You Don’t Have To Try So Hard
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So, what would it be like to know that you don’t have to prove yourself to anyone or live up to the standards or expectations of others? What would it be like to relax and give yourself complete permission to be exactly who you are, exactly as you are?
Join me this week as we consider ways of putting that into action.
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Years ago, when someone first said to me, “Scott, you don’t have to try so hard all the time,” I had no idea what that meant. At the time, I certainly didn’t know what it was like to be still inside and align with my authentic self. For as long as I could remember, I’d never known anything but pushing or pulling, trying to conform to what I thought other people wanted or needed. Changing like a chameleon, I was always shifting, but wasn’t being my most natural self.
Afraid that I’d get hurt in some way or that I would never get where I wanted to go, I never let my guard down. Come to think of it, I hadn’t stopped to define where it was that I was headed or what I genuinely wanted.
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I suppose each of us needs our own wake-up call, and I certainly had mine. What it consisted of is not as relevant for our consideration today as what came afterward. When it happened, I thought of things from my past that beautifully foreshadowed what would eventually become my natural state.
photo : Scott Lennox
Playing beside the drainage ditch that skirted our South Houston neighborhood, my younger brother and I knelt in the wet grass and fashioned little sailboats from scraps of wood and bits of paper. There’d been a driving rain the night before and the water in the ditch was moving nicely. I remember laughing as we released our boats and watched them sail away on the current.
I also remembered what it was like years after to be carried along by the current of the Brazos River when I canoed on it. Here and there, I rested my paddle across my lap and let the river take me where it was going while I quietly leaned back and took in the scenery. Occasionally, I put just the tip of the paddle’s blade into the water. Making only the slightest movements, I found it easy to guide the canoe around things that were sticking out of the water. As though I’d always known how, it was all so natural and effortless.
It would be years before I grasped that we can do the same thing in life when we choose to. I’m not saying that there’s nothing to do. But, without pushing or pulling or straining, and sometimes with no more than the slightest shift in our awareness, we can allow ourselves the freedom to respond in our own natural ways as the events around us unfold.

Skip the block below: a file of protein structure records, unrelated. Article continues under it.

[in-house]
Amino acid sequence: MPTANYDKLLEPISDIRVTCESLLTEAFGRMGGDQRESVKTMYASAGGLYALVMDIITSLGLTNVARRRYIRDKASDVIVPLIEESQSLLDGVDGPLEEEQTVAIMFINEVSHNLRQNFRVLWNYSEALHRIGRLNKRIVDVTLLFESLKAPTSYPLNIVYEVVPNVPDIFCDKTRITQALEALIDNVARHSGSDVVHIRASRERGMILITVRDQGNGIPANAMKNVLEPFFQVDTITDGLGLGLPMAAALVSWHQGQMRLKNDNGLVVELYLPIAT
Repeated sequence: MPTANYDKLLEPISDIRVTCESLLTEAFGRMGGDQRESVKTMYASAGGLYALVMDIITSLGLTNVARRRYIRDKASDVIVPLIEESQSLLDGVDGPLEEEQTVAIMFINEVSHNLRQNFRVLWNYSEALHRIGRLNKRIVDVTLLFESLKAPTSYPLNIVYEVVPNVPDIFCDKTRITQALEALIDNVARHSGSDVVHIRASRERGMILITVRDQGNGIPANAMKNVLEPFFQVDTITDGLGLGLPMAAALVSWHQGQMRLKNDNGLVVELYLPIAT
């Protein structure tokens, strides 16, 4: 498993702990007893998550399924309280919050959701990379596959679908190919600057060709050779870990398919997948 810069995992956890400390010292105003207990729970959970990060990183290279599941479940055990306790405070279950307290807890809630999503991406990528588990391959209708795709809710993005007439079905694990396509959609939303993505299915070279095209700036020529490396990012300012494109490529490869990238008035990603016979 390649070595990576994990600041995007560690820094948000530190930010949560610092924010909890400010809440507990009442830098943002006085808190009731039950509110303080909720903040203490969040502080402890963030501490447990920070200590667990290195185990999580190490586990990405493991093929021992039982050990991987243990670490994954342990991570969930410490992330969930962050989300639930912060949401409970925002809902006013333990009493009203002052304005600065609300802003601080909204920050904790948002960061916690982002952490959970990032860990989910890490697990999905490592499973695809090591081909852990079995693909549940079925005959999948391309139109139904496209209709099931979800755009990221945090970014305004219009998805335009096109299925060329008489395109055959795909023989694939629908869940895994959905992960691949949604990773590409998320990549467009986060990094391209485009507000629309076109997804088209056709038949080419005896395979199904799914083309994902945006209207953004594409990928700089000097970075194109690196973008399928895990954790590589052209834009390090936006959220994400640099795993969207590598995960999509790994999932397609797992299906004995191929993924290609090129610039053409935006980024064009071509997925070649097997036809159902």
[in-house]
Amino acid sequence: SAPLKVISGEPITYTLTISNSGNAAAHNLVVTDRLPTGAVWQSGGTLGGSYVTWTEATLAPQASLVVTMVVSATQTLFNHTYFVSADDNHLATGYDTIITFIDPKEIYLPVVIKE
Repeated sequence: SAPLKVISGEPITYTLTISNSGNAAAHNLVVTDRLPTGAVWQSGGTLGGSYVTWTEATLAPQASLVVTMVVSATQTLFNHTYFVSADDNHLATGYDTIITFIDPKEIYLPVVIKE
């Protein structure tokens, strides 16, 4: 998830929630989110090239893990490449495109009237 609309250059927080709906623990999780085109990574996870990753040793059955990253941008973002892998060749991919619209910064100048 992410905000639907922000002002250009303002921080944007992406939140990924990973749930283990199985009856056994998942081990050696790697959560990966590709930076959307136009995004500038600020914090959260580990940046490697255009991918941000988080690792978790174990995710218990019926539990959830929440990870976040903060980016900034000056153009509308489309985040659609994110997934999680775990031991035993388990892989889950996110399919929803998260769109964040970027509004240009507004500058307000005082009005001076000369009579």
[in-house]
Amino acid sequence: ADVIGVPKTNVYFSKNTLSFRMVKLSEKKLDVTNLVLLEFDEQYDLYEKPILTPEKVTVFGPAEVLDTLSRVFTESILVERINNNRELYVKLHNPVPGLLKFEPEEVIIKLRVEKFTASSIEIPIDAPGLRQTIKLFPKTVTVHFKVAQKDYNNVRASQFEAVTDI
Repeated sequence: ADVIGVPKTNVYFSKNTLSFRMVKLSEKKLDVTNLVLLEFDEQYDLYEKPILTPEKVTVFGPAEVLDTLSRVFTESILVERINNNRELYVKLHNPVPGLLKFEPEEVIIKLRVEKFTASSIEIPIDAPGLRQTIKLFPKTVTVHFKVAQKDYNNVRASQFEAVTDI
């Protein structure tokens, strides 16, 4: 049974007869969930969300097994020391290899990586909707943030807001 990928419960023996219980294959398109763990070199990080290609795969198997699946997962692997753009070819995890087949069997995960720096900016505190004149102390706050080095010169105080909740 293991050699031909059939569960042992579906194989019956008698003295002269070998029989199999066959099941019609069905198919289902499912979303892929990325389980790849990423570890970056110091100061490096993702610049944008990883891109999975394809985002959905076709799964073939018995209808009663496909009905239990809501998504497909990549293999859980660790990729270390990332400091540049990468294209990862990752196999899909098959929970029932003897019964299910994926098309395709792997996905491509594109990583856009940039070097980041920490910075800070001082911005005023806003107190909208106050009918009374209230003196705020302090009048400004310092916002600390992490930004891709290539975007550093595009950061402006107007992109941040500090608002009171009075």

How good it is to know that it takes no special effort or force or act of will to be who and what we are. We simply allow it. But that’s not what most of us were taught. From an early age, most of us were taught to exert or push toward what we want and to pull back from what we don’t. We were taught to fit in and go with the herd. We were taught not to listen to our innermost self or follow what it’s telling us or showing us.
But it doesn’t need to be that way.
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As the world is quickly changing around us and much of what we considered to be normal (if we considered it at all) is no longer part of our everyday experience, we’re now in the ideal place to look inside ourselves and re-center—developing the natural and dynamic balance we need as we grow and adapt and move forward.
So, what might that look like and what might it be based on?
What would happen if instead of bracing against what’s taking place, you began to flow with it without trying so hard? As you take a moment and ponder that, what arises in your awareness?
What would happen if instead of constantly and rigidly “being in control,” you allowed yourself to “row, row, row, your boat, gently down the stream,” without pushing against the current?
What would happen if instead of reading from a script that someone else handed you, you faced whatever you are dealing with from a relaxed place and thought and spoke in your own voice?
Each of this week’s two-part Beautiful Questions are designed to consider just that.
One: In what ways are you aware that you regularly brace or hold physical tension in your body? What might naturally change for the better as you release that tension?
Two: What old or “borrowed” rules have you been following that are not serving your best and highest self? What will shift when you replace them with what you know to be true and right for you?
Three: What habits or behaviors are in the way of your living fully and successfully? Once again, what will change when you replace those habits with healthier and more authentic ones?
As always, I’d love to hear from you as your answers arise to these questions. Write and tell me about it.
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As I say each week,
My Light with Your Light.